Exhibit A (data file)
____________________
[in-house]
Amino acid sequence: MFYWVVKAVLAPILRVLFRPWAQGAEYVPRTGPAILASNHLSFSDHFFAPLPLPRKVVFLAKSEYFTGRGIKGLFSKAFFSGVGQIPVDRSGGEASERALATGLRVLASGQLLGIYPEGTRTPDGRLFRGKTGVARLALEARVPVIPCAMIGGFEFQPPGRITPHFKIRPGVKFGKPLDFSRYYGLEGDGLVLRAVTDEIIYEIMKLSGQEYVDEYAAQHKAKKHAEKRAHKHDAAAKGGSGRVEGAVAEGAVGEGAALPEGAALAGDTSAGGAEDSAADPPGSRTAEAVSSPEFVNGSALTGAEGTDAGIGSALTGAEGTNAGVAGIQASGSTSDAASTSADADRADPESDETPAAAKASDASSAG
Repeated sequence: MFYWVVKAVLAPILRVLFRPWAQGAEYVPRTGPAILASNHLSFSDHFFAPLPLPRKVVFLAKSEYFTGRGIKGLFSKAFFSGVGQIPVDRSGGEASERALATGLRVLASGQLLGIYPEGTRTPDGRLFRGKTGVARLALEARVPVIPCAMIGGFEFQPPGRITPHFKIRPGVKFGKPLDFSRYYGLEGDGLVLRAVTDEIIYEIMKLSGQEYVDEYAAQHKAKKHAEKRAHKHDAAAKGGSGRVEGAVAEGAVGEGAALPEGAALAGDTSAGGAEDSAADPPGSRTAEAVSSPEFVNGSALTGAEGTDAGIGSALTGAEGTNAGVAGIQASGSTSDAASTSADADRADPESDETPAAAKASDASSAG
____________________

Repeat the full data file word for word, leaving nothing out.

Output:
[in-house]
Amino acid sequence: MFYWVVKAVLAPILRVLFRPWAQGAEYVPRTGPAILASNHLSFSDHFFAPLPLPRKVVFLAKSEYFTGRGIKGLFSKAFFSGVGQIPVDRSGGEASERALATGLRVLASGQLLGIYPEGTRTPDGRLFRGKTGVARLALEARVPVIPCAMIGGFEFQPPGRITPHFKIRPGVKFGKPLDFSRYYGLEGDGLVLRAVTDEIIYEIMKLSGQEYVDEYAAQHKAKKHAEKRAHKHDAAAKGGSGRVEGAVAEGAVGEGAALPEGAALAGDTSAGGAEDSAADPPGSRTAEAVSSPEFVNGSALTGAEGTDAGIGSALTGAEGTNAGVAGIQASGSTSDAASTSADADRADPESDETPAAAKASDASSAG
Repeated sequence: MFYWVVKAVLAPILRVLFRPWAQGAEYVPRTGPAILASNHLSFSDHFFAPLPLPRKVVFLAKSEYFTGRGIKGLFSKAFFSGVGQIPVDRSGGEASERALATGLRVLASGQLLGIYPEGTRTPDGRLFRGKTGVARLALEARVPVIPCAMIGGFEFQPPGRITPHFKIRPGVKFGKPLDFSRYYGLEGDGLVLRAVTDEIIYEIMKLSGQEYVDEYAAQHKAKKHAEKRAHKHDAAAKGGSGRVEGAVAEGAVGEGAALPEGAALAGDTSAGGAEDSAADPPGSRTAEAVSSPEFVNGSALTGAEGTDAGIGSALTGAEGTNAGVAGIQASGSTSDAASTSADADRADPESDETPAAAKASDASSAG